Moonlight’s Shocking Oscar Triumph



Dear friends of OBV this is Teshura Adams first article for OBV. She is a intern and a Boston University undergraduate studying international relationship and politics. She will be doing a wide range of work with us including writing, campaigning and research. This is very insightful article, which goes way beyond the hyperbole of Oscar night. Well done Teshura.

Simon Woolley

Moonlight made a surprising triumph Sunday Night when it won the Oscar for Best Picture of the Year. Many expected LaLa Land to bag Best Picture --and for a good three minutes, we all thought it did. Warren Beatty was mistakenly handed the wrong card and announced that La La Land as the winner. Out of this confusing blunder came an unexpected moment of pure joy when produced rushed to stage to announce that it was actually Moonlight that won.

The Oscar blunder has overshadowed Moonlights success with many instead praising the cast of La La Land for the way they graciously handled an embarrassing moment. But we must not let a somewhat entertaining three minutes completely overshadow the sheer importance of one of the greatest films in modern era.

Directed by Barry Jenkins and based on a playwright by Tarell Alvin McCraney, Moonlight journeys the growth of a young black boy living in Miami through three phases of his life as he struggles to make peace with his identity and sexuality against an un-nurturing environment that has completely rejected him.

Moonlight's success has made a harrowing achievement on two levels. First, in an award show dominated by white films, white directors, white actors, and white stories--Moonlight is the first black film with an all black cast to win picture of the year. What also made this achievement so special was the fact that it was not "slave" movie. The black community has been critical of slave movies for constantly portraying us in positions of powerlessness. Yet Moonlight was not scared to be vulnerable and still became a story of empowerment and the learning of self-worth.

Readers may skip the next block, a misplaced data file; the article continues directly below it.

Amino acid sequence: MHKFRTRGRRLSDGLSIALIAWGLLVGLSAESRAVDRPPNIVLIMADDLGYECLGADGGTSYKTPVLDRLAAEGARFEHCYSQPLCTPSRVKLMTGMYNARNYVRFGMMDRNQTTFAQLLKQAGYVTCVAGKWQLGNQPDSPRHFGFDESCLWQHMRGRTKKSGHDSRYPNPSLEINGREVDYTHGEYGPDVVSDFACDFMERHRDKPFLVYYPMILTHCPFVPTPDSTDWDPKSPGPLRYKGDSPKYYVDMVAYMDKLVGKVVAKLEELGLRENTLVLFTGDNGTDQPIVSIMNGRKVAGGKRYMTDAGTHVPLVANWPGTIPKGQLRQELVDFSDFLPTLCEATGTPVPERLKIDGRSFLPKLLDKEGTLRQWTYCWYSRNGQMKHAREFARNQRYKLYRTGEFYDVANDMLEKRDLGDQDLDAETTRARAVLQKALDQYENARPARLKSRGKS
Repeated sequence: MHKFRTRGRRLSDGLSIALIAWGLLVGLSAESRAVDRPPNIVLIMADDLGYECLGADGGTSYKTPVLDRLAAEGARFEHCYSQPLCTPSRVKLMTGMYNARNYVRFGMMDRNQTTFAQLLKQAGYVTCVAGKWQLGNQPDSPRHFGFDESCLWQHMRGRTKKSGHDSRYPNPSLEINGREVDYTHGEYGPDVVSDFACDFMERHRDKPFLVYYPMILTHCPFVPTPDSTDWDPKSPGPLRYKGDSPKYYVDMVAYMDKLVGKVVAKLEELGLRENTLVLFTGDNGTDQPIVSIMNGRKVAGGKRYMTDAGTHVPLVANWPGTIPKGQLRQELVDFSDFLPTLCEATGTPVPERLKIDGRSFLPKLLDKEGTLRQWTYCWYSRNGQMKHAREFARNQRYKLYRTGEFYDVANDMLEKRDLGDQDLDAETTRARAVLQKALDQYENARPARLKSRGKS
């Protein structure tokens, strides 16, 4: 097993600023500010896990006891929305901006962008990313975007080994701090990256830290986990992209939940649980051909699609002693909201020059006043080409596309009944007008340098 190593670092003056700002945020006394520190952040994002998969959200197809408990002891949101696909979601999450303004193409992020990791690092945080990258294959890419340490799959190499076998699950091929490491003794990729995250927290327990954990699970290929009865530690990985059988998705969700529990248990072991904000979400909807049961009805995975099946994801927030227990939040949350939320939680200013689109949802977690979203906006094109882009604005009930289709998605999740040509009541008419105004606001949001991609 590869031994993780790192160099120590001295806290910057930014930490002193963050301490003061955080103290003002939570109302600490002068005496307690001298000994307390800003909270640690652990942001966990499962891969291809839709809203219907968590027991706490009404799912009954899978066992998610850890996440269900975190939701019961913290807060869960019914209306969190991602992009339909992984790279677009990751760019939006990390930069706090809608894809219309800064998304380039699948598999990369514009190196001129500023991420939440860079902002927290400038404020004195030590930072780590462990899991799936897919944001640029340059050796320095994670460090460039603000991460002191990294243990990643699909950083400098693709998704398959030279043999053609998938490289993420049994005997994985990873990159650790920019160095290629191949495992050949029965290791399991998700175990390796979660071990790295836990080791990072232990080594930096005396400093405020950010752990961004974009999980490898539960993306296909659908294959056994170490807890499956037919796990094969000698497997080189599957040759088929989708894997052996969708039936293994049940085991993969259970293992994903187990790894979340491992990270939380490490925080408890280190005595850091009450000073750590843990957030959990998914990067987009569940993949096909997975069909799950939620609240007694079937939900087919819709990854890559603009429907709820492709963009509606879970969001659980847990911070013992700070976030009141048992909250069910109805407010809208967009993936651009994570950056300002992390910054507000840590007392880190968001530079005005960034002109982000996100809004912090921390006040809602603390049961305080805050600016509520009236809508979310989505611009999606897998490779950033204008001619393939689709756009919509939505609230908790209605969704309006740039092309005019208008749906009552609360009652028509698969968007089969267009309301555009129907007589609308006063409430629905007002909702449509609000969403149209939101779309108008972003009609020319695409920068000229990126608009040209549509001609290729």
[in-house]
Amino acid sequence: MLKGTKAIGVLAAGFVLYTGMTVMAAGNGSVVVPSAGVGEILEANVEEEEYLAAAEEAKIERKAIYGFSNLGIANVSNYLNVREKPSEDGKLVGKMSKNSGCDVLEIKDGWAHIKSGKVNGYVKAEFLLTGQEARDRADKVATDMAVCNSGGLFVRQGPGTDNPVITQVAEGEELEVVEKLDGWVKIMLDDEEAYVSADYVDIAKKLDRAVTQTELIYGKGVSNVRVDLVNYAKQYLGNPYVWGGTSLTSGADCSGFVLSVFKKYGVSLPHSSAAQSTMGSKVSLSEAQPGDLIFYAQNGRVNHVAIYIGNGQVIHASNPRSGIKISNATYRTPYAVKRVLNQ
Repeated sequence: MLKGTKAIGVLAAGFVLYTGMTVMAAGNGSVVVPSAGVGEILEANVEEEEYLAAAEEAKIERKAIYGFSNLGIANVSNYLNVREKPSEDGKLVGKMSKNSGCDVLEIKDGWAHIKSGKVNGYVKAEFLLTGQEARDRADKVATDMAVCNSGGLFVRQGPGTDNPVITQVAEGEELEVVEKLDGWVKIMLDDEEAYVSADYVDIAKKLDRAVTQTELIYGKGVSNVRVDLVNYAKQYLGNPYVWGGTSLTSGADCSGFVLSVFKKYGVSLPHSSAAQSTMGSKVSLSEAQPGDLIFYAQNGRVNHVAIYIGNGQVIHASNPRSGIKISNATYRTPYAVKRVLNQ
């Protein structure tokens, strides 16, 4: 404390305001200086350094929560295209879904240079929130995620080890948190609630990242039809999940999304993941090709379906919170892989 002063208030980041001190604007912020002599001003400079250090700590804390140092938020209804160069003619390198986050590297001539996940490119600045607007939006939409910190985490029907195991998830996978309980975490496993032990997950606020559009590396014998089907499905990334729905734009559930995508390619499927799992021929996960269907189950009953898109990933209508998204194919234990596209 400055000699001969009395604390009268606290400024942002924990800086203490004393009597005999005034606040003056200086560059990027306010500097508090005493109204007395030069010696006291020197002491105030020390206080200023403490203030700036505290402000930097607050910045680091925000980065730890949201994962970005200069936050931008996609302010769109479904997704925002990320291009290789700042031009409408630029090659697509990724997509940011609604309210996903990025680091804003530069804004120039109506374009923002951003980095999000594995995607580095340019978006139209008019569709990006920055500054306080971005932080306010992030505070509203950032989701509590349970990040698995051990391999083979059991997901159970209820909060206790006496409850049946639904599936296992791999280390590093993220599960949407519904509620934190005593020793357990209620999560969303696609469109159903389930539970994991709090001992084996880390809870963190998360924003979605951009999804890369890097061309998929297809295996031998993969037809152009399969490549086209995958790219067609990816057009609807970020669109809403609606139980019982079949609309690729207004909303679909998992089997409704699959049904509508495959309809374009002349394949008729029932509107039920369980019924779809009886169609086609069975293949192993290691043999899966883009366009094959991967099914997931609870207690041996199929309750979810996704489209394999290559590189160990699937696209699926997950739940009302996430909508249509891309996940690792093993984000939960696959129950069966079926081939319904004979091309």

But it's Moonlights second level of achievement that is the most important. Moonlight confronted the intersectionality of race and sexual orientation where gay black men not only face oppression from white society but also from their own black community--a community where, if no-where else, they should feel safe but don't. Black America has long fought against white supremacy but has often ignored the homophobia and toxic patriarchy within its own community that has pushed black LGBT issues and black women's issues to the side. Straight black men remain the dominant voice within our community--and though they do face racial oppression, that does not excuse their straight male privilege.

Moonlight won Sunday night but so did all the silenced voices that have been ignored for so long. Moonlight's success means Hollywood will begin to take these marginalized stories more serious.

Teshura Adams